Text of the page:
Owner Operators - Ask Safety

I was at the Colorado Motor Carriers Association for their Safety Saturday. It just also
happened to have Dave Oseicki from the ATA and Anne Ferro, Administrator from the

As discussions progressed, they both talked about the upcoming changes for the SMS
on CSA. Essentially, HazMat will be getting its own basic and load securement will be
headed to Vehicle Maintenance.

Remember that 96% of all inspections are caused by only a few things: Direct
observations if improper loading, traffic violations or (4%) truly random inspections.
Just think, how many problems are caused by drivers? I am not saying they are all
wrong, but just think if every driver used a little more finesse in taking care of loading
or highway driving; how many stops would be avoided? Additionally, if every driver
focused on his/her truck and load as if they owned it and every expense came out of their
pocket - how would it change their perspective?

Also, think of the direct future...EBOR is not if, it is when. The four top violations for
being unsafe are:

1. Speeding;
2. Seat Belt Usage;
3. Failure to yield to a traffic control device; and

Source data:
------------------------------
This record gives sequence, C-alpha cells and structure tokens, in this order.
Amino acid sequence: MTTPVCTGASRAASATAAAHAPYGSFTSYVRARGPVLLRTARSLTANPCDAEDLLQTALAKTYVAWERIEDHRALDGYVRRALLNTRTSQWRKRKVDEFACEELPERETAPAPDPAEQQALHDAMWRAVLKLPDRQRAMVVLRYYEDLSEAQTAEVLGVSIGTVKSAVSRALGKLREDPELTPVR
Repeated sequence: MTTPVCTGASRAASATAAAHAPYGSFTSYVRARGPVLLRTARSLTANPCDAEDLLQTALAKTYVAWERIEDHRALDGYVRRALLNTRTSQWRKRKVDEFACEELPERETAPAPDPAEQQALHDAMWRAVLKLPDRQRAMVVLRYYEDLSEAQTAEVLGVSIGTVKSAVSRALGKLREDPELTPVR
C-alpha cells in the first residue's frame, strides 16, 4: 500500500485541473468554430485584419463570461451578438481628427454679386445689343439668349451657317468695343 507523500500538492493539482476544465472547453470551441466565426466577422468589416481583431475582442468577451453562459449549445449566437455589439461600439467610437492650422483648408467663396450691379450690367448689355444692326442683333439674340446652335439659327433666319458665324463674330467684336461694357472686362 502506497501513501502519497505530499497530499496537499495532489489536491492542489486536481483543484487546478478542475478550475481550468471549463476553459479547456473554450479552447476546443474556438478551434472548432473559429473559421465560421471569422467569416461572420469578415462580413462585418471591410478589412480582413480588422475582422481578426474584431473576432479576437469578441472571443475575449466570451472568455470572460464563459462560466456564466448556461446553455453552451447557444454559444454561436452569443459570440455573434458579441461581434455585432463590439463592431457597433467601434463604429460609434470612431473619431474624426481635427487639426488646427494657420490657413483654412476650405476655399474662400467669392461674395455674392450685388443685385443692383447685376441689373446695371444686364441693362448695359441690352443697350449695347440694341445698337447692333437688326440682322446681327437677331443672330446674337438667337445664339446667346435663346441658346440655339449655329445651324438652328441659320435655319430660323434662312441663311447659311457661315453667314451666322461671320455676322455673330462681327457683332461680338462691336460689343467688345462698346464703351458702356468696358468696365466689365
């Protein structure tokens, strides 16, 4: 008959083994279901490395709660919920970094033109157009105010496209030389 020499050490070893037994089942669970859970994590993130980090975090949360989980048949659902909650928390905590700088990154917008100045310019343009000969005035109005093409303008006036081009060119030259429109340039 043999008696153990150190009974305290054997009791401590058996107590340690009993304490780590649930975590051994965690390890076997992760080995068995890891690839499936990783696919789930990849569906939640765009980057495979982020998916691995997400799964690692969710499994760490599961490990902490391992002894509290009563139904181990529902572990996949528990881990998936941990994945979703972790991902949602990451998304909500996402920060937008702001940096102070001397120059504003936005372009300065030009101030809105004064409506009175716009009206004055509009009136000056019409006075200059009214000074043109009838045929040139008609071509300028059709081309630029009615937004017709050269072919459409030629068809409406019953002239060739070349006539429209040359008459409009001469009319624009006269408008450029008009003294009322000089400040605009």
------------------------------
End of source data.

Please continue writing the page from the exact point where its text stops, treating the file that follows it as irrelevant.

4. Following too closely.

And this came straight from the Administrator! Anne Ferro stated, "Truck safety is more
important than traffic safety."

The top three HOS violations are:

1. Logs not current;
2. General form and manner; and
3. > 14 hours on duty.

Companies recruit, train and indoctrinate new employees. Once released to operations,
the driver is given a reasonable amount of control - independent from the company - to
make safety decisions multiple (hundreds of times a day) times. The driver is responsible
to complete paperwork in a timely manner, efficiently and to properly represent the
company at all times. Now, out of these seven items listed above, how many do drivers
control? Let me see, 7 out of 7...

Enough said.

Your full name:

Your email address: (e.g.: you@aol.com)

Ask Safety...

Due to the amount of questions we receive, we are unable to answer all of them individually. We will answer as many as possible in this column.

All submissions are subject to editorial review and may be edited or abbreviated to conform with space allocation, and other publishing guidelines. Unless noted in writing, by sending your submissions, you grant layover.com nonreversible permission to edit, reproduce, distribute, and publish your submission to meet guidelines or formats for publishing. Layover.com, Inc. reserves the right to not publish any submissions at their discretion.